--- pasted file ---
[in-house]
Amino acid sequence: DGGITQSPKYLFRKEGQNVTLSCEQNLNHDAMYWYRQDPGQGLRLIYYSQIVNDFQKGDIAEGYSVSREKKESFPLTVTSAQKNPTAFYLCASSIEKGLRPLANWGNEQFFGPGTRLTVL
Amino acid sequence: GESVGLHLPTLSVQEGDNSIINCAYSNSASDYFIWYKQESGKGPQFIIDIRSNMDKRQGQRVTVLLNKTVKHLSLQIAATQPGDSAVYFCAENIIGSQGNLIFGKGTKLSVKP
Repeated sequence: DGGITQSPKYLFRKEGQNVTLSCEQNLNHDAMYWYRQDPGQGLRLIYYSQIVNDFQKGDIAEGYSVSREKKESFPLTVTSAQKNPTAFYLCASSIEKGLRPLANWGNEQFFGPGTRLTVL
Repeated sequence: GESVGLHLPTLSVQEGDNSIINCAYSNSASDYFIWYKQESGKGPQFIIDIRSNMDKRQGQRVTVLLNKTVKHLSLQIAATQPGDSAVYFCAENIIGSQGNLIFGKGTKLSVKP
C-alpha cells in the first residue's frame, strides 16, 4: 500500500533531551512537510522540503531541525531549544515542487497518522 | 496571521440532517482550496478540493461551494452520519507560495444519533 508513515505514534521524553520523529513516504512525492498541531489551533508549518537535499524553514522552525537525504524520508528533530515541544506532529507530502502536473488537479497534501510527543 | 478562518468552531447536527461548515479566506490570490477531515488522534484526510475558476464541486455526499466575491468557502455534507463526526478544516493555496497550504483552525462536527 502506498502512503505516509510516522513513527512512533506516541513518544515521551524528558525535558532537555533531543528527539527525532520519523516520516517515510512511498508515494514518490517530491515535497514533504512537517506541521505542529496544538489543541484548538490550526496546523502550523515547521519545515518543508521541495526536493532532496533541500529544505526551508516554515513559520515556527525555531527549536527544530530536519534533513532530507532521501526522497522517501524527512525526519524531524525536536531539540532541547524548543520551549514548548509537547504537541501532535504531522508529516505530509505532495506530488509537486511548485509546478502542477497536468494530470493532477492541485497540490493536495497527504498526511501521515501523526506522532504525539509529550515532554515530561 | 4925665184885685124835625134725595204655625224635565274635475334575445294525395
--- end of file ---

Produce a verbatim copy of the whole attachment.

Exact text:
[in-house]
Amino acid sequence: DGGITQSPKYLFRKEGQNVTLSCEQNLNHDAMYWYRQDPGQGLRLIYYSQIVNDFQKGDIAEGYSVSREKKESFPLTVTSAQKNPTAFYLCASSIEKGLRPLANWGNEQFFGPGTRLTVL
Amino acid sequence: GESVGLHLPTLSVQEGDNSIINCAYSNSASDYFIWYKQESGKGPQFIIDIRSNMDKRQGQRVTVLLNKTVKHLSLQIAATQPGDSAVYFCAENIIGSQGNLIFGKGTKLSVKP
Repeated sequence: DGGITQSPKYLFRKEGQNVTLSCEQNLNHDAMYWYRQDPGQGLRLIYYSQIVNDFQKGDIAEGYSVSREKKESFPLTVTSAQKNPTAFYLCASSIEKGLRPLANWGNEQFFGPGTRLTVL
Repeated sequence: GESVGLHLPTLSVQEGDNSIINCAYSNSASDYFIWYKQESGKGPQFIIDIRSNMDKRQGQRVTVLLNKTVKHLSLQIAATQPGDSAVYFCAENIIGSQGNLIFGKGTKLSVKP
C-alpha cells in the first residue's frame, strides 16, 4: 500500500533531551512537510522540503531541525531549544515542487497518522 | 496571521440532517482550496478540493461551494452520519507560495444519533 508513515505514534521524553520523529513516504512525492498541531489551533508549518537535499524553514522552525537525504524520508528533530515541544506532529507530502502536473488537479497534501510527543 | 478562518468552531447536527461548515479566506490570490477531515488522534484526510475558476464541486455526499466575491468557502455534507463526526478544516493555496497550504483552525462536527 502506498502512503505516509510516522513513527512512533506516541513518544515521551524528558525535558532537555533531543528527539527525532520519523516520516517515510512511498508515494514518490517530491515535497514533504512537517506541521505542529496544538489543541484548538490550526496546523502550523515547521519545515518543508521541495526536493532532496533541500529544505526551508516554515513559520515556527525555531527549536527544530530536519534533513532530507532521501526522497522517501524527512525526519524531524525536536531539540532541547524548543520551549514548548509537547504537541501532535504531522508529516505530509505532495506530488509537486511548485509546478502542477497536468494530470493532477492541485497540490493536495497527504498526511501521515501523526506522532504525539509529550515532554515530561 | 4925665184885685124835625134725595204655625224635565274635475334575445294525395